Army says no more analysis needed for base proposal

January 31, 2006|by TARA REILLY


The U.S. Army has decided a Columbia, Md., developer's plan to revitalize the former Fort Ritchie U.S. Army base will not have a significant environmental impact on the area and requires no additional environmental evaluation.

The decision contradicts an argument made in a lawsuit by two Cascade property owners that the development plan proposed by Corporate Office Properties Trust (COPT) would have a higher density than what was originally proposed for the base.

The suit, filed by Robin Biser and Jim Lemon in U.S. District Court for the District of Columbia against the Army, PenMar Development Corp. and COPT, argues that COPT's plan proposes "excessive commercial building density," "excessive commercial employment" and "excessive residential housing."


Biser and Lemon would like the Army to re-evaluate the environmental impact of COPT's plan on the community.

The Army's 2005 Record of Environmental Consideration, signed earlier this month, stated the proposed density in COPT's plan wasn't significantly different than the density proposed in a 1997 development plan and no further envirnomental analysis was necessary.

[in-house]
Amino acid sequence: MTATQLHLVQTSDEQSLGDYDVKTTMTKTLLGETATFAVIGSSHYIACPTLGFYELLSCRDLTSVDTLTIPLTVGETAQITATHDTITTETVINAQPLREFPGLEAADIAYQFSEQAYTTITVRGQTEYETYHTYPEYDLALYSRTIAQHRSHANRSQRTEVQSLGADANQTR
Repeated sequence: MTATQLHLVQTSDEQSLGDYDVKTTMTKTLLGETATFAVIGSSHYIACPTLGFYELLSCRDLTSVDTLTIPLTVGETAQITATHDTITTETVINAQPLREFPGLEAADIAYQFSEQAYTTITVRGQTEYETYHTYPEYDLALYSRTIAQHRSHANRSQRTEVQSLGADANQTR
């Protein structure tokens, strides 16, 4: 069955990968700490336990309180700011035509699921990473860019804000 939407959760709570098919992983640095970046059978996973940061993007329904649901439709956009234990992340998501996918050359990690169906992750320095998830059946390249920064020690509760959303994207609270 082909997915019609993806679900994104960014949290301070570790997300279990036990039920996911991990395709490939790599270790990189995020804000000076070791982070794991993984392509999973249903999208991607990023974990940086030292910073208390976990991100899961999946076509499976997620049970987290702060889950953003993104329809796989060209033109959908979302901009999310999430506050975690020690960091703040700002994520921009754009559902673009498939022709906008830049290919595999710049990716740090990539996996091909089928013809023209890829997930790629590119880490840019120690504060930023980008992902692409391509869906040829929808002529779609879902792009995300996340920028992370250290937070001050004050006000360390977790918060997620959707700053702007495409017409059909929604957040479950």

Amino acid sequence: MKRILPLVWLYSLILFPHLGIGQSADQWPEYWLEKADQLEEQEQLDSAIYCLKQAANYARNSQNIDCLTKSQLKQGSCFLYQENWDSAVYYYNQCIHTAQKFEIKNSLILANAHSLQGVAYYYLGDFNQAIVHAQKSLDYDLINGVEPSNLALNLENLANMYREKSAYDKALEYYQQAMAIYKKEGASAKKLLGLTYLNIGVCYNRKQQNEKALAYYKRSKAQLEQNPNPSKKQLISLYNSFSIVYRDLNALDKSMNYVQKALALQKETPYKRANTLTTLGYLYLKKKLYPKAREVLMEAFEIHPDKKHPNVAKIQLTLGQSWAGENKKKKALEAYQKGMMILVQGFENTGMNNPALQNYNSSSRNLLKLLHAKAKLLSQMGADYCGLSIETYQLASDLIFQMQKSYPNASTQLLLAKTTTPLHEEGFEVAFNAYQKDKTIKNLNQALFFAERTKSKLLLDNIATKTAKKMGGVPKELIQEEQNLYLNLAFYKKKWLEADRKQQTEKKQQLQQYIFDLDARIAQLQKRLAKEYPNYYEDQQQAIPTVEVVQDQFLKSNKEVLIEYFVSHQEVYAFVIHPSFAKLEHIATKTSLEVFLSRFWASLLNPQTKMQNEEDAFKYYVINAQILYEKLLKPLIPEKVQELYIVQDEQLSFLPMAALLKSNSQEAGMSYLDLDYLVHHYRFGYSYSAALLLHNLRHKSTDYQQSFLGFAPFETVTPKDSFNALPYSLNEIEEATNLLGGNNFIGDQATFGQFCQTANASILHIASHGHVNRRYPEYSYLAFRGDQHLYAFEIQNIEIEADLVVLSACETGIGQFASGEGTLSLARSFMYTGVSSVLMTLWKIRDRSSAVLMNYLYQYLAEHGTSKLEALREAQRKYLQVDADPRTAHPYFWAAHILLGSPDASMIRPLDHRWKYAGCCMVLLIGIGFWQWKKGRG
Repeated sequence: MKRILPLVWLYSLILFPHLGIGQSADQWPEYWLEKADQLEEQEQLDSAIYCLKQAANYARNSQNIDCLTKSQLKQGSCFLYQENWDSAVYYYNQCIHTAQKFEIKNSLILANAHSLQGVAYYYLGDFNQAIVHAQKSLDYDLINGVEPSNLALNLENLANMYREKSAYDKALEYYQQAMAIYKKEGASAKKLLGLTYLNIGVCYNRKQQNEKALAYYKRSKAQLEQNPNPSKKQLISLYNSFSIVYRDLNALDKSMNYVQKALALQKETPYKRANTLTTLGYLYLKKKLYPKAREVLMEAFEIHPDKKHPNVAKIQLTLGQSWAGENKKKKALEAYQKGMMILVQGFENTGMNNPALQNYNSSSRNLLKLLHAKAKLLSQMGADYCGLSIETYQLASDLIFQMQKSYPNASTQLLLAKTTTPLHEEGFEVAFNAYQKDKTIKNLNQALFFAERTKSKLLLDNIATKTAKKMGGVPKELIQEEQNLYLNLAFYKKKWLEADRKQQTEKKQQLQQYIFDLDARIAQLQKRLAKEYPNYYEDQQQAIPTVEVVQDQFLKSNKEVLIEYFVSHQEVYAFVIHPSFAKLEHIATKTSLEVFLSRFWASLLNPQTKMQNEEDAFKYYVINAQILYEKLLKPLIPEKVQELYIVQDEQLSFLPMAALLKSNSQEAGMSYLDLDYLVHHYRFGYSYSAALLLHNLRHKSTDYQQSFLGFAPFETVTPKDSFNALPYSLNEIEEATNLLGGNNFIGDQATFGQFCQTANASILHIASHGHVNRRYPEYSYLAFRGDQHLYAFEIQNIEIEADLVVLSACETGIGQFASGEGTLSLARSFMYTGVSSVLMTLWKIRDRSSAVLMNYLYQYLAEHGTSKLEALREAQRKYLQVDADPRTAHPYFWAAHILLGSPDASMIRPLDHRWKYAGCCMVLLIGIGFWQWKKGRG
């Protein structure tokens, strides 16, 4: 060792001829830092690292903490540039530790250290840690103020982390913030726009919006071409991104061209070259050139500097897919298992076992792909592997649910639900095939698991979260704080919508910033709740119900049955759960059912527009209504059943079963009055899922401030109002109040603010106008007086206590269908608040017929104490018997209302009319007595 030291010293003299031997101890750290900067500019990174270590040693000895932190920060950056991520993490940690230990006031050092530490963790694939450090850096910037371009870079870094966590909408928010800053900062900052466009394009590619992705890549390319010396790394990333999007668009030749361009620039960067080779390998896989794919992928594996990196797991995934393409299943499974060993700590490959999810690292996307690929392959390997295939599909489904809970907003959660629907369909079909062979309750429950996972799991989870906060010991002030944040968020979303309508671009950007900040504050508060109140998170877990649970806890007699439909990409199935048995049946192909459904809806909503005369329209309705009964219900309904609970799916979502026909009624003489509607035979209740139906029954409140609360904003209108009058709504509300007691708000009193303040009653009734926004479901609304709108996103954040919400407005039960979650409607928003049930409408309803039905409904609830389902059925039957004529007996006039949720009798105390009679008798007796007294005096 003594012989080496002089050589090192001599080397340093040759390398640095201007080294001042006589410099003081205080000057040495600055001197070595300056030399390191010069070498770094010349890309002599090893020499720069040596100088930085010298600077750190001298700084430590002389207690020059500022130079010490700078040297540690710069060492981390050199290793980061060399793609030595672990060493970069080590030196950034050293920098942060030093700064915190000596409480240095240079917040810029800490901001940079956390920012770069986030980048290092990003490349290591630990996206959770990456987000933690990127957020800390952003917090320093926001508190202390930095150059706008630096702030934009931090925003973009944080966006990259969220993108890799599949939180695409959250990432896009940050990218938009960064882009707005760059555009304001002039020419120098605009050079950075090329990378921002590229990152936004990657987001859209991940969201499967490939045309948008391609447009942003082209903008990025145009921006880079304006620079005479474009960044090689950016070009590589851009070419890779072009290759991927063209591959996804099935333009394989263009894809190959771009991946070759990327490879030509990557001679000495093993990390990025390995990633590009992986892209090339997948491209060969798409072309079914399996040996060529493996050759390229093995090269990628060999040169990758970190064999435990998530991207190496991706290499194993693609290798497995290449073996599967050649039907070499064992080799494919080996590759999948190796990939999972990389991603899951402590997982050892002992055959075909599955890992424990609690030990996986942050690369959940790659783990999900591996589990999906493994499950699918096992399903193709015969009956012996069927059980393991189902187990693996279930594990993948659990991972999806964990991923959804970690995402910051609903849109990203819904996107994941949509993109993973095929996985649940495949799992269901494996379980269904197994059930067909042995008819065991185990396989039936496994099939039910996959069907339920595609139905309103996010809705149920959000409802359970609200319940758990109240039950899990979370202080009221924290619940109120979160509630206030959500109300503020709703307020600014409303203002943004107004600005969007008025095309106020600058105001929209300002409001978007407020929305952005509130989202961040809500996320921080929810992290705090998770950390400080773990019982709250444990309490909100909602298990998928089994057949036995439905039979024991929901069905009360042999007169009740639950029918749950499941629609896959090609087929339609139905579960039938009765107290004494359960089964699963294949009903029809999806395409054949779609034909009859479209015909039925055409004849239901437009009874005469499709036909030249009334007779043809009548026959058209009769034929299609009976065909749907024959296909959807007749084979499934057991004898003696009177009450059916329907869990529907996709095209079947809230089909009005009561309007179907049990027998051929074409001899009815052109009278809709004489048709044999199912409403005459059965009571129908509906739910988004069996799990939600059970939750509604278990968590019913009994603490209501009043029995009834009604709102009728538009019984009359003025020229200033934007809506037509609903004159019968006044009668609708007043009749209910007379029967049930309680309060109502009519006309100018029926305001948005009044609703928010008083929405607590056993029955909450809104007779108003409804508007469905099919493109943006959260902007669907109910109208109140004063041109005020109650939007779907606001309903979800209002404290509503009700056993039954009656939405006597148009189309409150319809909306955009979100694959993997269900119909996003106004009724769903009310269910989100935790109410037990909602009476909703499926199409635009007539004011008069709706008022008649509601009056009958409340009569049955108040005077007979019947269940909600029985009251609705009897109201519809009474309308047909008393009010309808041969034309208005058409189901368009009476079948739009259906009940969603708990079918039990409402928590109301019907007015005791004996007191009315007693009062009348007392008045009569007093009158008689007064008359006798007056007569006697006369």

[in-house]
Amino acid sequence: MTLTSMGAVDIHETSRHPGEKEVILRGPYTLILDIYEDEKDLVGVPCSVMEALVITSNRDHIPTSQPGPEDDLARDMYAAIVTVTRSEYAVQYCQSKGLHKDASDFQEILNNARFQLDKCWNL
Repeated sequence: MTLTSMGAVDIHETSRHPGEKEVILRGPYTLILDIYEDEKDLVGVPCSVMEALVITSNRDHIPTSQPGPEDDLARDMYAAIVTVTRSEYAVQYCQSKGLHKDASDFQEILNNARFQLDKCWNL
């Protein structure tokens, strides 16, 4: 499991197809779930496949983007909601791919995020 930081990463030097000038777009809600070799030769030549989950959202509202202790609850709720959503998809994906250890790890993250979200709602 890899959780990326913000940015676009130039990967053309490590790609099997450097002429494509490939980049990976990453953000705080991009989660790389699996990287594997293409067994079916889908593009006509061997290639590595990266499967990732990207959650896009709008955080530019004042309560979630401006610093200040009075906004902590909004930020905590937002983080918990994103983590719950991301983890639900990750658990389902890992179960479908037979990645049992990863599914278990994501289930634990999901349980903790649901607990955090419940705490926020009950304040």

"This was a key point for PenMar," PenMar Executive Director Richard Rook said Monday.

The proposed COPT plan includes 673 residential units on 134.8 acres, and 79.4 acres of commercial development.

The 1997 plan proposed three development options. The options were creating a vacation home development, a conference and training center or a high-technology office park, according to the Army's Record of Environmental Consideration.

"It is the Army's determination that there is no significant new information regarding the proposed action, the affected environment or the environmental consequences that require additional analysis," according to the decision.

Lemon said by phone Monday that he believes the Army's decision was inaccurate and that the federal government should complete an environmental impact statement for the COPT plan, which was completed for the 1997 plan.

"We flatly disagree with the Army's determination that an environmental impact statement is not required," Lemon said. "We think it is a requirement ... and that eventually a judge will require it."

PenMar was created by the state in 1997 to redevelop the former base, which the Army shut down in 1998.

COPT has agreed to buy the property from PenMar. The sale can't take place until the Army transfers the former base to PenMar. That transaction has been held up in federal court.

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